Carrie was quick to disprove this misconception, “I try to convey that the softness associated with Kung Fu is a misconception. I was the only female in the fighting class of 20 men. We had other students from other Kung Fu schools wanting to fight, so they would come and fight with us—full contact.”
After further discussing the topic, I was reminded that 10x World Champion Kick Boxer, Don Wilson got his start in Kung Fu. Doug has trained previous champions such as William Henderson and Alonzo “Lumpy” Young.
We could go on and on about the misconceptions of Kung Fu.
Perhaps some of it comes from the publicity Kung Fu receives from Martial Arts Films. Perhaps some just want to judge a book by its cover? Either way Kung Fu is not the only system or style riddled with misconceptions and delusions.
It leaves us in a quandary on what to do and what to say when confronted with these misunderstandings?
We have dedicated large amounts of time in our lives to study and as Carrie stated, that knowledge becomes us over time. As that knowledge grows we in turn become the face and representative of that system we love so much. People are naturally going to be curious of our passion and the system we are studying. The first thing we can do is not get upset or continue to pass on false information.
Smile and remember you could be speaking to a future fellow scholar.
I attended my first ever Martial Arts convention called Dragonfest.
Dragonfest is an annual fundraiser for the Martial Arts History Museum. The convention hosts a variety of booths. For $25 guests can meet local instructors to discuss their systems and styles, shop various items ranging from Japanese style art to knives and even Gi’s and of course meet various celebrities.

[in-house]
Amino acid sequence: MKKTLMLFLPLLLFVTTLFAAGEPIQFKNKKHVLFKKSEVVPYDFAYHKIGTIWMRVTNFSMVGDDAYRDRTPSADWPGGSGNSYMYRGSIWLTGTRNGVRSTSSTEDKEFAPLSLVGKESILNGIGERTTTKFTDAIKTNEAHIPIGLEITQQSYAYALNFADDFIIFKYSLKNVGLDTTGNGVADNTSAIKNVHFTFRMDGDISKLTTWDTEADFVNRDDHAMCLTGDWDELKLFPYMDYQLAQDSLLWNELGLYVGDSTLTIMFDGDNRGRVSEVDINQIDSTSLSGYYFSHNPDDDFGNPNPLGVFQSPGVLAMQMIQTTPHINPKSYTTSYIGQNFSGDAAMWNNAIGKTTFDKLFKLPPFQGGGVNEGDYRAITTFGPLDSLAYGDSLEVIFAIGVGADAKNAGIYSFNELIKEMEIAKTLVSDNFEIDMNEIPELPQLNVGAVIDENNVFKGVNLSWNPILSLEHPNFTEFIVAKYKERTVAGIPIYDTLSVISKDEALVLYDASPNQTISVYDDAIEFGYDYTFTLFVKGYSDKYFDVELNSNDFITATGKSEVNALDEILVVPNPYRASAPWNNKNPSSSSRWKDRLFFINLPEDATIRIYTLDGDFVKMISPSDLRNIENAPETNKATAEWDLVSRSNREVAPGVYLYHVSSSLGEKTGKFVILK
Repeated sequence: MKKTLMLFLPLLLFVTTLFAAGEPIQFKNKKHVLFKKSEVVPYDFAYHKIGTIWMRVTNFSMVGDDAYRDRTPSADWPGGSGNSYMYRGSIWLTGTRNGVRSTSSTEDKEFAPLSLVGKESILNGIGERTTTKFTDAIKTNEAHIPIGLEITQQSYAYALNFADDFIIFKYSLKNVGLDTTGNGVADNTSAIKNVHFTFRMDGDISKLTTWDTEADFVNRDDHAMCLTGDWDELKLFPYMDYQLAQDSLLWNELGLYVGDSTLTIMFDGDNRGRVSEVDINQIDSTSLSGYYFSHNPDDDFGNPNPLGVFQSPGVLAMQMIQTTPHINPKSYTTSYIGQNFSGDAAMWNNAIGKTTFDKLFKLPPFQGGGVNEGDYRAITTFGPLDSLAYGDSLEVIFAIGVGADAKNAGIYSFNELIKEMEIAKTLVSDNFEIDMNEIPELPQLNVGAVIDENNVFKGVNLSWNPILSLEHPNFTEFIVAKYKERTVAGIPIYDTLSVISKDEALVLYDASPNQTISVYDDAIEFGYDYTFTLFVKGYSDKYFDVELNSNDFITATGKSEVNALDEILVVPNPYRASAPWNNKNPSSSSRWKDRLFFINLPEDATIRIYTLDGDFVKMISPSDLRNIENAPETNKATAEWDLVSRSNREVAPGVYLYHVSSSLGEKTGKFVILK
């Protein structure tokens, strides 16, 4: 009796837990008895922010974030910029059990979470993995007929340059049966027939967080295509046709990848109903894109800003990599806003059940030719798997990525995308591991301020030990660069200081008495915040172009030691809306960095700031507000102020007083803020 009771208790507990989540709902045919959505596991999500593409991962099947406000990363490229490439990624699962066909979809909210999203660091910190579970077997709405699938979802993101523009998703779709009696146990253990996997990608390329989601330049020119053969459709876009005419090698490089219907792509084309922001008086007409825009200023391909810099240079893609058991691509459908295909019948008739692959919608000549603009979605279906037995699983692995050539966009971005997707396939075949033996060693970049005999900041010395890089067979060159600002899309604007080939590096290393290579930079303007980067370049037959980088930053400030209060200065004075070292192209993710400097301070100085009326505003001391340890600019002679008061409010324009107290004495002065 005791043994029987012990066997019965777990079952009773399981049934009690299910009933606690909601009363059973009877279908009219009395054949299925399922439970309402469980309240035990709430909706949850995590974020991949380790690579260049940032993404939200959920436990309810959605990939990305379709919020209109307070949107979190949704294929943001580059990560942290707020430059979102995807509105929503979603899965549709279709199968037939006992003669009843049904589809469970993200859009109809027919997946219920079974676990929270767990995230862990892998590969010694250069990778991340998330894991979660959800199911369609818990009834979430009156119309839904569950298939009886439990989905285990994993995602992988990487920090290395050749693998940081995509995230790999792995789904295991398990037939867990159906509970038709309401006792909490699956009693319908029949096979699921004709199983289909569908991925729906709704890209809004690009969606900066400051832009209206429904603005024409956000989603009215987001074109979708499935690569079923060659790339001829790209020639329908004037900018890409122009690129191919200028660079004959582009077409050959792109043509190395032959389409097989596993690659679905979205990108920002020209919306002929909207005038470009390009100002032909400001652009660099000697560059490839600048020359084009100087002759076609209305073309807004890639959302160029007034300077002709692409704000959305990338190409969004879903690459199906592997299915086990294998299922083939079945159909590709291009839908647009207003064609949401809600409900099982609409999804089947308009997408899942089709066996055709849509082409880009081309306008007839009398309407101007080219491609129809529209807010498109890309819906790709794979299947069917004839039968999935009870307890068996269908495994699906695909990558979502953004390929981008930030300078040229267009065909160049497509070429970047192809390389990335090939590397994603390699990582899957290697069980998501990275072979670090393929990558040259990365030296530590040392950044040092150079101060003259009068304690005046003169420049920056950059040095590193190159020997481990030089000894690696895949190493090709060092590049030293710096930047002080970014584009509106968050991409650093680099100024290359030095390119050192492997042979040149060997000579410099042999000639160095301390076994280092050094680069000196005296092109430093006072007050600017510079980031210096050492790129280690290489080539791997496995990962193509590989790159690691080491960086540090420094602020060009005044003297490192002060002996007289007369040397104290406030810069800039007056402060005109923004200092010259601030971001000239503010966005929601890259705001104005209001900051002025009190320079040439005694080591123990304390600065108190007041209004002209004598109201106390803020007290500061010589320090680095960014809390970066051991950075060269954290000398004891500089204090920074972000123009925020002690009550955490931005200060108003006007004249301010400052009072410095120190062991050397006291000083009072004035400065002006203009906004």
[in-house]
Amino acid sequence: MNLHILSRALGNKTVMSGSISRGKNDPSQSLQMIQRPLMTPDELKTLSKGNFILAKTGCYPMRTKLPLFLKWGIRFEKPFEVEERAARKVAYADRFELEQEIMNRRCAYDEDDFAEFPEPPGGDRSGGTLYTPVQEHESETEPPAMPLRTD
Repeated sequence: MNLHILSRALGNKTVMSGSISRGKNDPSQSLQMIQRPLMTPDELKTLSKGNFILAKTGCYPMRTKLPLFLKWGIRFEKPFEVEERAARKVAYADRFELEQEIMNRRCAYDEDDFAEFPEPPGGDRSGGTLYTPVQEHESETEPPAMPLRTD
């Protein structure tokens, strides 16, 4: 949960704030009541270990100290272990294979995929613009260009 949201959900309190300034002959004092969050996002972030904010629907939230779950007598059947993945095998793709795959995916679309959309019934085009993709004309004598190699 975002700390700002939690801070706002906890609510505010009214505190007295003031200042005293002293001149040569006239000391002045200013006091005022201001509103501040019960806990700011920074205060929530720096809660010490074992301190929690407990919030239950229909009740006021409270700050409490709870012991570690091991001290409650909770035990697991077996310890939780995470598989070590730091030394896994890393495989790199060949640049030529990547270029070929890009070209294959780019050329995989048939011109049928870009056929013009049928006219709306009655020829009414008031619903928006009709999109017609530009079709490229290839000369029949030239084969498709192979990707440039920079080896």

When I first arrived it was a bit of a culture shock. The mixture of the variety of booths, the Taiko drums and lion dancers were an adrenaline rush and slightly overwhelming. There was a stage available for demonstrations, performances and a live auction. There was a large diversity of systems, some I hadn’t even thought about seeing at a Martial Arts convention such as the United States Sumo Federation and Michelle Manu a Hawaiian Weaponry specialist. It was while I was first walking around that I met Robin Hart.
Robin Hart is the Owner of Muay Thai School USA and is the only female professional promoter in the USA that has brought some of the best Muay Thai fighters from around the world to the USA. Robin found out about Dragonfest after her and her Summer Junior Muay Thai Camp students visited the Martial Arts History Museum. She told me, “The networking here is amazing. It’s awesome to be a part of the Martial Arts Community.”
And what a community it is ranging from Muay Thai, Kenpo to Kung Fu and even Sumo. Robin reassured,
“Even though there’s not a traditional belt system (in Muay Thai) we still have advancements like any other system. When people are deeply involved with Martial Arts they have a deep respect for each other regardless of the system.”
As I walked and talked I found that I could have a thorough conversation with anyone about Martial Arts. I sat down and spoke with Carrie Ogawa-Wong, 2005 inductee into the Martial Arts History Museum Hall of Fame, White Lotus Kung Fu Master and instructor at the White Lotus Kung Fu Studio. Her and her husband Doug Wong (Founder of White Lotus Kung Fu and Author) were selling his books, t-shirts and handing out information on their Dojo.